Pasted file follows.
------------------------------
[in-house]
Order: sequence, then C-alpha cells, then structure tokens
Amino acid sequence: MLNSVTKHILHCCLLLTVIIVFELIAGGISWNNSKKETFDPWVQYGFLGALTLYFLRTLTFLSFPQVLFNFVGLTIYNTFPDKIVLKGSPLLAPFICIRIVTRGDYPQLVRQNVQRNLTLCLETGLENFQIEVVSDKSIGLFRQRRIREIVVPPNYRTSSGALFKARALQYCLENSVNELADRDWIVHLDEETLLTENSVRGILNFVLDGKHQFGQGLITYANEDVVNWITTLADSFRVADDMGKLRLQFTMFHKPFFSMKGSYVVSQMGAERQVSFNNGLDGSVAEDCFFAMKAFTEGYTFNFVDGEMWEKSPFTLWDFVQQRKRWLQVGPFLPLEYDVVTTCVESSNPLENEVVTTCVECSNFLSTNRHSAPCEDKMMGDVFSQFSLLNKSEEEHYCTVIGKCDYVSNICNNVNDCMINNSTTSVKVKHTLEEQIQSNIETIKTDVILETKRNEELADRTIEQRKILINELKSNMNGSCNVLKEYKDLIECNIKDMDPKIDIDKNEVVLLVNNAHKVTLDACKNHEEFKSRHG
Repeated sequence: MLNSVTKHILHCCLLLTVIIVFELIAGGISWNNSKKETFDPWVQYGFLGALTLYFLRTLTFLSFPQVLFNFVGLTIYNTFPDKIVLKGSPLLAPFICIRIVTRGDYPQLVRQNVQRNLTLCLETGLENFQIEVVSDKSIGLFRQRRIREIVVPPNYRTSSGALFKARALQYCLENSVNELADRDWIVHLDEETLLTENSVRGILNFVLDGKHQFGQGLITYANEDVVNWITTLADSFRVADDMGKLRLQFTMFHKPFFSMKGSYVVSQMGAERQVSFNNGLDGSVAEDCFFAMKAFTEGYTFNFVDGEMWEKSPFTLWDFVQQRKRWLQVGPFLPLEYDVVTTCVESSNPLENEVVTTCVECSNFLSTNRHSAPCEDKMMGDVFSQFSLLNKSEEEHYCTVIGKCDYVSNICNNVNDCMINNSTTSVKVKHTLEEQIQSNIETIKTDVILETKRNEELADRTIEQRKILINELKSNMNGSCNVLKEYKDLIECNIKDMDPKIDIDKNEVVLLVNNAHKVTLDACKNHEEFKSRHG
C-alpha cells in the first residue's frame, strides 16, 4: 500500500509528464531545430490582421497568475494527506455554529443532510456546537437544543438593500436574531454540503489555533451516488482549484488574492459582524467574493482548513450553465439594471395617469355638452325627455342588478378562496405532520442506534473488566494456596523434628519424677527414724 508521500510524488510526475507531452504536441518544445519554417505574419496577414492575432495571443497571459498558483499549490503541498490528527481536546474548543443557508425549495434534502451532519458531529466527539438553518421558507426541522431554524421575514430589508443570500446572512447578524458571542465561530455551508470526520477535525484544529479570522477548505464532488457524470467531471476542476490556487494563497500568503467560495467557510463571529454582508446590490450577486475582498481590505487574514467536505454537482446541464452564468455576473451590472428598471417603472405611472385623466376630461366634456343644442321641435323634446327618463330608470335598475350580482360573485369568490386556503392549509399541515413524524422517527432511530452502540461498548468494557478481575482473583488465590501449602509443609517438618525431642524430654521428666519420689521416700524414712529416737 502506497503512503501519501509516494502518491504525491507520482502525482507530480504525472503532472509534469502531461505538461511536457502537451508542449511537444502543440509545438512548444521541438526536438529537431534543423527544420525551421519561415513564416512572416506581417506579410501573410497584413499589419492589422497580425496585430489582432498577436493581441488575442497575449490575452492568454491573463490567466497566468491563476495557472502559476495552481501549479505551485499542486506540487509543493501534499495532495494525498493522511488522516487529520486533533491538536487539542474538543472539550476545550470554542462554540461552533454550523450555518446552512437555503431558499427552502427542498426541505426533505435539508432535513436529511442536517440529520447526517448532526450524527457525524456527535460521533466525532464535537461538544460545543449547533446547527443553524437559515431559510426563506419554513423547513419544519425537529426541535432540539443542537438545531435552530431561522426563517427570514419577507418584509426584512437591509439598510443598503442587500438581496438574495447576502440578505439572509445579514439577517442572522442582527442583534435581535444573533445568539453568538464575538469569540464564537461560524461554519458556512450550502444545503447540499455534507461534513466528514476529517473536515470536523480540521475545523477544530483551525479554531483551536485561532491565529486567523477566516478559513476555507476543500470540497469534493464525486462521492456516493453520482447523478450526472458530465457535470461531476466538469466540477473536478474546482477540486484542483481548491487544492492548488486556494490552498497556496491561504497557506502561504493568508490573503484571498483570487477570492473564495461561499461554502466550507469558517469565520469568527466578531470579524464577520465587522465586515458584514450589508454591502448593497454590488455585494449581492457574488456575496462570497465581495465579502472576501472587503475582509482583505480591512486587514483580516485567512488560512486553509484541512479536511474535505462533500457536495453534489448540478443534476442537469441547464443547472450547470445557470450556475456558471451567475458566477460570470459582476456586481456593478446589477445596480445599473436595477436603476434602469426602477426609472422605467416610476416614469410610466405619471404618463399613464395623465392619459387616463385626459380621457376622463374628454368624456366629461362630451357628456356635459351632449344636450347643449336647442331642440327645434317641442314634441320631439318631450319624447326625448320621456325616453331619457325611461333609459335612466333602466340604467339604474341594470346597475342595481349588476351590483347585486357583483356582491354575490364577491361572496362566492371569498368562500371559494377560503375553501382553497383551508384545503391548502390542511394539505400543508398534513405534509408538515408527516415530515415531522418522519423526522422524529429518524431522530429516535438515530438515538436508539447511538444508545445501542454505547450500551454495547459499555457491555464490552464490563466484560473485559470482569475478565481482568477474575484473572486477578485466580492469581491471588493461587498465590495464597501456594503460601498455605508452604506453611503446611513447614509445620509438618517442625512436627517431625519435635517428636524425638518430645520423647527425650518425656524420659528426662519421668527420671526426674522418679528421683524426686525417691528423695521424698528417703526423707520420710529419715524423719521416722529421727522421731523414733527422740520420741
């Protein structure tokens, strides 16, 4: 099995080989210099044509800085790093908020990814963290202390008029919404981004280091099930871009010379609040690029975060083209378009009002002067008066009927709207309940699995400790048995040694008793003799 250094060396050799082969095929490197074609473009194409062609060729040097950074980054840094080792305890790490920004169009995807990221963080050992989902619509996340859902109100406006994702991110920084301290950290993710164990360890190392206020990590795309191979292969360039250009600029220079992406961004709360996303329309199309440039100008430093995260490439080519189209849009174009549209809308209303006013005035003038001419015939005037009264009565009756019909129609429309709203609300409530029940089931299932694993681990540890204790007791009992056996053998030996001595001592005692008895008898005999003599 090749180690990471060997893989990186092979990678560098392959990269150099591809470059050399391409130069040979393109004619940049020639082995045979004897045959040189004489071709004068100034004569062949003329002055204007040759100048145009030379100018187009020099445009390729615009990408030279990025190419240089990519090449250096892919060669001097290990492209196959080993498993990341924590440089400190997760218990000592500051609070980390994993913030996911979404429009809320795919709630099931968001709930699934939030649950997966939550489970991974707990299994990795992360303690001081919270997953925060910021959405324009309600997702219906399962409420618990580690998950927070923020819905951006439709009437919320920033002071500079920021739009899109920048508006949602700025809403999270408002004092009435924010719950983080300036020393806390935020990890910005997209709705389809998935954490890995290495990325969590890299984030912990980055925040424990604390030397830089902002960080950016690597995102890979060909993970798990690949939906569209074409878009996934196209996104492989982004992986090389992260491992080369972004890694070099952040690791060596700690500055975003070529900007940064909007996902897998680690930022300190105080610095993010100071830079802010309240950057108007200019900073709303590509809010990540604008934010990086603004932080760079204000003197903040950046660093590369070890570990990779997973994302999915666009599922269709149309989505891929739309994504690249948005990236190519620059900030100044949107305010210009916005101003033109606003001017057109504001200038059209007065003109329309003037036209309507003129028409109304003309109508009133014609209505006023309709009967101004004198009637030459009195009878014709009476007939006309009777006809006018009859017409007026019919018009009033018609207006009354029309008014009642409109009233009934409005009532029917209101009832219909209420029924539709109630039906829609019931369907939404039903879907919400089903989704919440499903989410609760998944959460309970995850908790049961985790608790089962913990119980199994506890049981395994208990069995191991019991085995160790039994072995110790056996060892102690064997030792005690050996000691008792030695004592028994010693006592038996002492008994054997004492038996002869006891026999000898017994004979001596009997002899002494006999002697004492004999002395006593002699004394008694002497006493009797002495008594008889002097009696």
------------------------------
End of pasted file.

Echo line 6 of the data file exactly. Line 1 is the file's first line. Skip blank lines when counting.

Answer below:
């Protein structure tokens, strides 16, 4: 099995080989210099044509800085790093908020990814963290202390008029919404981004280091099930871009010379609040690029975060083209378009009002002067008066009927709207309940699995400790048995040694008793003799 250094060396050799082969095929490197074609473009194409062609060729040097950074980054840094080792305890790490920004169009995807990221963080050992989902619509996340859902109100406006994702991110920084301290950290993710164990360890190392206020990590795309191979292969360039250009600029220079992406961004709360996303329309199309440039100008430093995260490439080519189209849009174009549209809308209303006013005035003038001419015939005037009264009565009756019909129609429309709203609300409530029940089931299932694993681990540890204790007791009992056996053998030996001595001592005692008895008898005999003599 090749180690990471060997893989990186092979990678560098392959990269150099591809470059050399391409130069040979393109004619940049020639082995045979004897045959040189004489071709004068100034004569062949003329002055204007040759100048145009030379100018187009020099445009390729615009990408030279990025190419240089990519090449250096892919060669001097290990492209196959080993498993990341924590440089400190997760218990000592500051609070980390994993913030996911979404429009809320795919709630099931968001709930699934939030649950997966939550489970991974707990299994990795992360303690001081919270997953925060910021959405324009309600997702219906399962409420618990580690998950927070923020819905951006439709009437919320920033002071500079920021739009899109920048508006949602700025809403999270408002004092009435924010719950983080300036020393806390935020990890910005997209709705389809998935954490890995290495990325969590890299984030912990980055925040424990604390030397830089902002960080950016690597995102890979060909993970798990690949939906569209074409878009996934196209996104492989982004992986090389992260491992080369972004890694070099952040690791060596700690500055975003070529900007940064909007996902897998680690930022300190105080610095993010100071830079802010309240950057108007200019900073709303590509809010990540604008934010990086603004932080760079204000003197903040950046660093590369070890570990990779997973994302999915666009599922269709149309989505891929739309994504690249948005990236190519620059900030100044949107305010210009916005101003033109606003001017057109504001200038059209007065003109329309003037036209309507003129028409109304003309109508009133014609209505006023309709009967101004004198009637030459009195009878014709009476007939006309009777006809006018009859017409007026019919018009009033018609207006009354029309008014009642409109009233009934409005009532029917209101009832219909209420029924539709109630039906829609019931369907939404039903879907919400089903989704919440499903989410609760998944959460309970995850908790049961985790608790089962913990119980199994506890049981395994208990069995191991019991085995160790039994072995110790056996060892102690064997030792005690050996000691008792030695004592028994010693006592038996002492008994054997004492038996002869006891026999000898017994004979001596009997002899002494006999002697004492004999002395006593002699004394008694002497006493009797002495008594008889002097009696």